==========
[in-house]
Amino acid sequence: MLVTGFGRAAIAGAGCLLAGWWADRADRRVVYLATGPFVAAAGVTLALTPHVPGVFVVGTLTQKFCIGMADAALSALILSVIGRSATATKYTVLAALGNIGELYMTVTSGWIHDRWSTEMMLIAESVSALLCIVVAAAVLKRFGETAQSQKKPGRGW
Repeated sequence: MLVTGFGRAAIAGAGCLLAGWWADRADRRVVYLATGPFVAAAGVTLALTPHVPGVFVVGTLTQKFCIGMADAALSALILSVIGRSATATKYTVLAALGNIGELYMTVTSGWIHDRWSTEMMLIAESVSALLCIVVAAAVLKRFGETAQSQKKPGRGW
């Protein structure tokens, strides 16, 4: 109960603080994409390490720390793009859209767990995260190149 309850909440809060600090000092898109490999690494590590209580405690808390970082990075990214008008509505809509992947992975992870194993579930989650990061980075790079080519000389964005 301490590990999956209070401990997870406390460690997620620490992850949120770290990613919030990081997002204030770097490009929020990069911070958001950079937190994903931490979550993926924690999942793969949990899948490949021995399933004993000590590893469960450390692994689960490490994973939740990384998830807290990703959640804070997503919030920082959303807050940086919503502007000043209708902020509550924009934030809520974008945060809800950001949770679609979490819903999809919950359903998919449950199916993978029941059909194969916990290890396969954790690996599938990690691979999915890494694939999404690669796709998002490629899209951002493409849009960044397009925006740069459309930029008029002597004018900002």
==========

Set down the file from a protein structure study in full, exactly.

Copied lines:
[in-house]
Amino acid sequence: MLVTGFGRAAIAGAGCLLAGWWADRADRRVVYLATGPFVAAAGVTLALTPHVPGVFVVGTLTQKFCIGMADAALSALILSVIGRSATATKYTVLAALGNIGELYMTVTSGWIHDRWSTEMMLIAESVSALLCIVVAAAVLKRFGETAQSQKKPGRGW
Repeated sequence: MLVTGFGRAAIAGAGCLLAGWWADRADRRVVYLATGPFVAAAGVTLALTPHVPGVFVVGTLTQKFCIGMADAALSALILSVIGRSATATKYTVLAALGNIGELYMTVTSGWIHDRWSTEMMLIAESVSALLCIVVAAAVLKRFGETAQSQKKPGRGW
């Protein structure tokens, strides 16, 4: 109960603080994409390490720390793009859209767990995260190149 309850909440809060600090000092898109490999690494590590209580405690808390970082990075990214008008509505809509992947992975992870194993579930989650990061980075790079080519000389964005 301490590990999956209070401990997870406390460690997620620490992850949120770290990613919030990081997002204030770097490009929020990069911070958001950079937190994903931490979550993926924690999942793969949990899948490949021995399933004993000590590893469960450390692994689960490490994973939740990384998830807290990703959640804070997503919030920082959303807050940086919503502007000043209708902020509550924009934030809520974008945060809800950001949770679609979490819903999809919950359903998919449950199916993978029941059909194969916990290890396969954790690996599938990690691979999915890494694939999404690669796709998002490629899209951002493409849009960044397009925006740069459309930029008029002597004018900002």